Sam Altman Officially Returns to OpenAI—With a New Board Seat for Microsoft

Sam Altman marked his formal return as CEO of OpenAI today in a company memo that confirmed changes to the company’s board, including a new nonvoting seat for the startup’s primary investor, Microsoft.

In a memo sent to staff and shared on OpenAI’s blog, Altman painted the chaos of the past two weeks, triggered by the board’s loss of trust in their CEO, during which almost the entire staff of the company threatened to quit, as a testament to the startup’s resilience rather than a sign of instability.

“You stood firm for each other, this company, and our mission,” Altman wrote. “One of the most important things for the team that builds [artificial general intelligence] safely is the ability to handle stressful and uncertain situations, and maintain good judgment throughout. Top marks.”

Altman was ousted on November 17. The company’s nonprofit board of directors said that a deliberative review had concluded that Altman “was not consistently candid in his communications with the board.” Under OpenAI’s unusual structure, the board’s duty was to the project’s original, nonprofit mission of developing AI that is beneficial to humanity, not the company’s business.

That board that ejected Altman included the company’s chief scientist, Ilya Sutskever, who later recanted and joined with staff who threatened to quit if Altman was not reinstated.

Altman said that there would be no hard feelings over that, although his note left questions over Sutskever’s future.

In a post on X confirming her resignation, Toner stated that the decision to remove Altman was not about AI safety. “To be clear: our decision was about the board’s ability to effectively supervise the company, which was our role and responsibility,” Toner wrote. “Though there has been speculation, we were not motivated by a desire to slow down OpenAI’s work.”

The New York Times previously reported that one reason for tension between Altman and the board was a research paper that Toner wrote criticizing the company’s approach to AI safety.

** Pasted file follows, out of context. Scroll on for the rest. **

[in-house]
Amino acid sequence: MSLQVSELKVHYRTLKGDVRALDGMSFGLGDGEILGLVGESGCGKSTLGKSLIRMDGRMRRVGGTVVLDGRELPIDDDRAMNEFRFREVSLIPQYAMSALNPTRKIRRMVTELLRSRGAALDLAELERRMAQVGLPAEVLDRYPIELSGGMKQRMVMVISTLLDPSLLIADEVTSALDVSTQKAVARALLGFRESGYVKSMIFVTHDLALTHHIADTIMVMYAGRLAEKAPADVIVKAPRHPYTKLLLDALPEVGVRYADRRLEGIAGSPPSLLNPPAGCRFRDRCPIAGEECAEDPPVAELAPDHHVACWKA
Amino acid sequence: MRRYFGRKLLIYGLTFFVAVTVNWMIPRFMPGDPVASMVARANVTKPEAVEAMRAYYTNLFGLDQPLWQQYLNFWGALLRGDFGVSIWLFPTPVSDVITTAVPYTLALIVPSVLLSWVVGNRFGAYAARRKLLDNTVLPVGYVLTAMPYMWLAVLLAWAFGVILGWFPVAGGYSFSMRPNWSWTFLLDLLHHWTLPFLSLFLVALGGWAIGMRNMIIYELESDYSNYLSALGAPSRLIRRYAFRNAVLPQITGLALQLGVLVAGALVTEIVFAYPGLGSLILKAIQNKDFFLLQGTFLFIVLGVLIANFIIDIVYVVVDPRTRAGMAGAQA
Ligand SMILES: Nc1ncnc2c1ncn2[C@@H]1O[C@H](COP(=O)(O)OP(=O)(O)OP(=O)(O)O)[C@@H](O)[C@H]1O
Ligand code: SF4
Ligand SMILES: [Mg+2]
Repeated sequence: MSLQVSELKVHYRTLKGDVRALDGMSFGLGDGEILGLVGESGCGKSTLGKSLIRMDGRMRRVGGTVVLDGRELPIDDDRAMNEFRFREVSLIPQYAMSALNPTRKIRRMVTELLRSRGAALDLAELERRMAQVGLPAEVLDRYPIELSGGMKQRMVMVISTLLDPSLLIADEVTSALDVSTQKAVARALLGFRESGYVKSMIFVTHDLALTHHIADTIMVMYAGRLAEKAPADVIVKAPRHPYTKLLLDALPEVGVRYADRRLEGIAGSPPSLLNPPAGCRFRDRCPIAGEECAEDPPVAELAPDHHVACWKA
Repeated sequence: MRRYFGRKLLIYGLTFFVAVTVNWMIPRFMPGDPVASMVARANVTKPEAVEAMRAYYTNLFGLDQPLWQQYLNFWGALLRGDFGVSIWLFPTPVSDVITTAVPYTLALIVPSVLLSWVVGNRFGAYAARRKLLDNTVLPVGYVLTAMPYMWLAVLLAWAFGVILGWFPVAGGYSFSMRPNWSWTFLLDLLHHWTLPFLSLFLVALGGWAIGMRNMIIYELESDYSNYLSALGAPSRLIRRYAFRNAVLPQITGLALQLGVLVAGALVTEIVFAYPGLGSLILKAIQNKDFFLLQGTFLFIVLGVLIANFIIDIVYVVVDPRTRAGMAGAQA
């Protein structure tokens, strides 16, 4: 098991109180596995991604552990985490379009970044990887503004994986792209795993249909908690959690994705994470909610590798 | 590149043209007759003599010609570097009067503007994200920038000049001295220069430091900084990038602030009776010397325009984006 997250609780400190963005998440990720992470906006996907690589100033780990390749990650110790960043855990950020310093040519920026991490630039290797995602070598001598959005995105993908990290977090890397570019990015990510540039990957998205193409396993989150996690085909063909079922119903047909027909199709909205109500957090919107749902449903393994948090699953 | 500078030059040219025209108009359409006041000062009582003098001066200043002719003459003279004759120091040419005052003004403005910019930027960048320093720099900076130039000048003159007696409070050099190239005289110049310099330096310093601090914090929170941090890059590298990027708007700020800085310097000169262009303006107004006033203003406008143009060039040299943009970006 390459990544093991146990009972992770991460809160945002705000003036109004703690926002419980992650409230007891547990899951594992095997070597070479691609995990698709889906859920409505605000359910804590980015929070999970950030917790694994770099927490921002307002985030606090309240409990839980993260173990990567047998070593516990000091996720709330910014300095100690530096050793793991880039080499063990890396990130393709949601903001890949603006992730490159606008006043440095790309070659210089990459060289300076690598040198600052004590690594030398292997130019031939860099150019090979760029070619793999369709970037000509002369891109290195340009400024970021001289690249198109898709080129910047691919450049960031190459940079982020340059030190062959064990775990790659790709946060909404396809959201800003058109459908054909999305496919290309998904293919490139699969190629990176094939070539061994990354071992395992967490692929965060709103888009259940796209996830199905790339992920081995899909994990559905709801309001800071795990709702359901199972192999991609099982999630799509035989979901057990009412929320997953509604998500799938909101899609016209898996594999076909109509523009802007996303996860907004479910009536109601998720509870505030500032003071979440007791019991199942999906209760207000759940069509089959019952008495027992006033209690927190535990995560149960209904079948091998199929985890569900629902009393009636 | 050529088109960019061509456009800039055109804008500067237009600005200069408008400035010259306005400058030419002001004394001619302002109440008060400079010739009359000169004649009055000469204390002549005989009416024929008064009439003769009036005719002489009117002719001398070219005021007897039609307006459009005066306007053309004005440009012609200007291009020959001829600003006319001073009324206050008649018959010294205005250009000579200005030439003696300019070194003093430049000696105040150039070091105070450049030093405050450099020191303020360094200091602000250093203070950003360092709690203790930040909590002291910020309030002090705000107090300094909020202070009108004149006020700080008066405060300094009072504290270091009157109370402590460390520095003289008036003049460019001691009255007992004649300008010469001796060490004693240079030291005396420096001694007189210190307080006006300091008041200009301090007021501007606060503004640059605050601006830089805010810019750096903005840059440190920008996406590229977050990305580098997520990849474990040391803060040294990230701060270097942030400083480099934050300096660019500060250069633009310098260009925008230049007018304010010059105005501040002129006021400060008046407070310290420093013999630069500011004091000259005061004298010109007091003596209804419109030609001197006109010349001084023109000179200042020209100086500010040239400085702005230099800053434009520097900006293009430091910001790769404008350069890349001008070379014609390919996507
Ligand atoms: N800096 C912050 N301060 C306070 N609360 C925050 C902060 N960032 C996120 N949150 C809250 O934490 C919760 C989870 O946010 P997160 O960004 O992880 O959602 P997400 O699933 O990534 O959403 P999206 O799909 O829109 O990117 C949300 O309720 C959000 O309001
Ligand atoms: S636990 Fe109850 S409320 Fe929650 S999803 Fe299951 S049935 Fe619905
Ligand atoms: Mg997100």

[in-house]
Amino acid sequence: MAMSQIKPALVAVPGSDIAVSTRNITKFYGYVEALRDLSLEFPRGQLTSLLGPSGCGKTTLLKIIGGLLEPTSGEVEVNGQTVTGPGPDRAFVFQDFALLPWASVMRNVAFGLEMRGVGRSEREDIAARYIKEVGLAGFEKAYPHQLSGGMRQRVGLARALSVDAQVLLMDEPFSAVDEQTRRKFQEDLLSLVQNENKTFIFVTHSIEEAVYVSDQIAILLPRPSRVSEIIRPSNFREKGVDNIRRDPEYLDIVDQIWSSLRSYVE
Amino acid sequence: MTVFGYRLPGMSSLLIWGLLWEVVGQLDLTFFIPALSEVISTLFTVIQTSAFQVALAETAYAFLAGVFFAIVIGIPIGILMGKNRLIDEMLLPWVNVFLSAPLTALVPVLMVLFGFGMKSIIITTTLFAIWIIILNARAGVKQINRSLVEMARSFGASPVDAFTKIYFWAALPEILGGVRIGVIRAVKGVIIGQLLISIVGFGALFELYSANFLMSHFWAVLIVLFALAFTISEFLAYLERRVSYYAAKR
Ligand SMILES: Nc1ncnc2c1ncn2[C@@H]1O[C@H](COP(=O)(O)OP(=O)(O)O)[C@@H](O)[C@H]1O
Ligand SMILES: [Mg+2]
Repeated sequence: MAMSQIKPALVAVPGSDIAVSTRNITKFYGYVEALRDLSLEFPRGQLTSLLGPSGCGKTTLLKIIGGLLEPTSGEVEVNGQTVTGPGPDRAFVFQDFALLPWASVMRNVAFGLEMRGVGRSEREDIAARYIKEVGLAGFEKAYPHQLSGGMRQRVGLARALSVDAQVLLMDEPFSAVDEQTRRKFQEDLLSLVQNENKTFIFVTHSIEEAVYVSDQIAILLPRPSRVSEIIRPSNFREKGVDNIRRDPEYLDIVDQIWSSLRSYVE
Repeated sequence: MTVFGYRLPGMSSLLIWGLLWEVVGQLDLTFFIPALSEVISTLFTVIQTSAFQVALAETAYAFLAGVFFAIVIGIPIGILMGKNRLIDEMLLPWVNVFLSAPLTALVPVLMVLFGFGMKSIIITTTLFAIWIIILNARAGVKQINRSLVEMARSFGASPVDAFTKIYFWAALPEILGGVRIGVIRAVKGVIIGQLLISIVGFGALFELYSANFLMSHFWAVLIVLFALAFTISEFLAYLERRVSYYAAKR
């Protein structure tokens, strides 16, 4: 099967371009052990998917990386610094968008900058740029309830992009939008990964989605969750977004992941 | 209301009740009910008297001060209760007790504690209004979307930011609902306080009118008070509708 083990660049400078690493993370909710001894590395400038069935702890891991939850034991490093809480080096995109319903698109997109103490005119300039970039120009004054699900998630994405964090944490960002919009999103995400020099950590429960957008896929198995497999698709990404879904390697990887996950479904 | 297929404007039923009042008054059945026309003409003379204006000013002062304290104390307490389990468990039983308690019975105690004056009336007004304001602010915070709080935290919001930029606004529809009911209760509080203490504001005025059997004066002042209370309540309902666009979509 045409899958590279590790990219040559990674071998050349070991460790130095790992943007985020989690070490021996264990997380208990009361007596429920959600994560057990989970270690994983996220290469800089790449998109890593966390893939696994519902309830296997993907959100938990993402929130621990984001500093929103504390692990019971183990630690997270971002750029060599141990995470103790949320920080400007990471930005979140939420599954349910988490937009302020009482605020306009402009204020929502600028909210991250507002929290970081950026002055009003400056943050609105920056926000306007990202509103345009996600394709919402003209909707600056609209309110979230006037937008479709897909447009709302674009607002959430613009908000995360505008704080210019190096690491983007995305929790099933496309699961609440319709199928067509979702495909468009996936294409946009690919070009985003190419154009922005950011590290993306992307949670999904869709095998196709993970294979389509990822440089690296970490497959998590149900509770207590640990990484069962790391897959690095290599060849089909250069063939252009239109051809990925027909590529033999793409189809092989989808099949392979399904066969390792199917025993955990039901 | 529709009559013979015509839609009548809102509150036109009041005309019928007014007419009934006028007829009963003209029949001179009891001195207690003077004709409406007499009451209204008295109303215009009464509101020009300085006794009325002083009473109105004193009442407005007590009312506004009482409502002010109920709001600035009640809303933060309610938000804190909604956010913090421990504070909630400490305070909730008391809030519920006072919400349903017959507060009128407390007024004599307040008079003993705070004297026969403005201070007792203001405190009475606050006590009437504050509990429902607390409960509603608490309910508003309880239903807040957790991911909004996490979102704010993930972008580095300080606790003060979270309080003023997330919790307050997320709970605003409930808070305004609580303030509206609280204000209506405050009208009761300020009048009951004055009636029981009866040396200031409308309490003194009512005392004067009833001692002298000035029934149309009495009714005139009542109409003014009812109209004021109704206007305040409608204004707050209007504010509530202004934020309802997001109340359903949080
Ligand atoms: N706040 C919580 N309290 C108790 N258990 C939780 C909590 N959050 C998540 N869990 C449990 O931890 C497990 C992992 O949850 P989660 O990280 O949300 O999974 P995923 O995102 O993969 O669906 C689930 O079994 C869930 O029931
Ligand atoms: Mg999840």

Toner also noted that an investigation would be conducted as part of the agreement to bring Altman back. “Much has been written about the last week or two; much more will surely be said,” she wrote on X.

Microsoft’s nonvoting seat on OpenAI’s board comes after the cloud giant’s CEO, Satya Nadella, expressed his disapproval for how Altman was removed from the AI developer. “We’re never going to get back into a situation where we get surprised like this, ever again,” he said on a joint episode of the Pivot and On With Kara Swisher podcasts last week, as Altman tried to negotiate his return.

The 11-page bylaws established by OpenAI Inc. in January 2016 give board members the exclusive right to elect and remove fellow directors and also to determine the board’s size. They do not mention “observer” seats. But the board can establish advisory committees to which it can appoint both directors or nondirectors. Advisory committees can make recommendations, with the board retaining ultimate authority.

Microsoft’s new oversight could provide it significant visibility into and influence over future board decisions at OpenAI. The company first invested in OpenAI in 2019, providing $1 billion, but after the launch of ChatGPT it expanded its commitment to $13 billion. Microsoft has integrated OpenAI’s technology into its search engine Bing and the Copilot AI assistant being added to its productivity tools.

Altman’s memo said that OpenAI’s immediate priorities would be filling out its board, continuing to deploy and improve its products, and advancing its research while “investing in our full-stack safety efforts.”

Additional reporting by Paresh Dave.

Updated 11-29-2023, 9:10 pm EST: This article was updated with additional information on OpenAI’s structure and Altman’s memo.

Source : Wired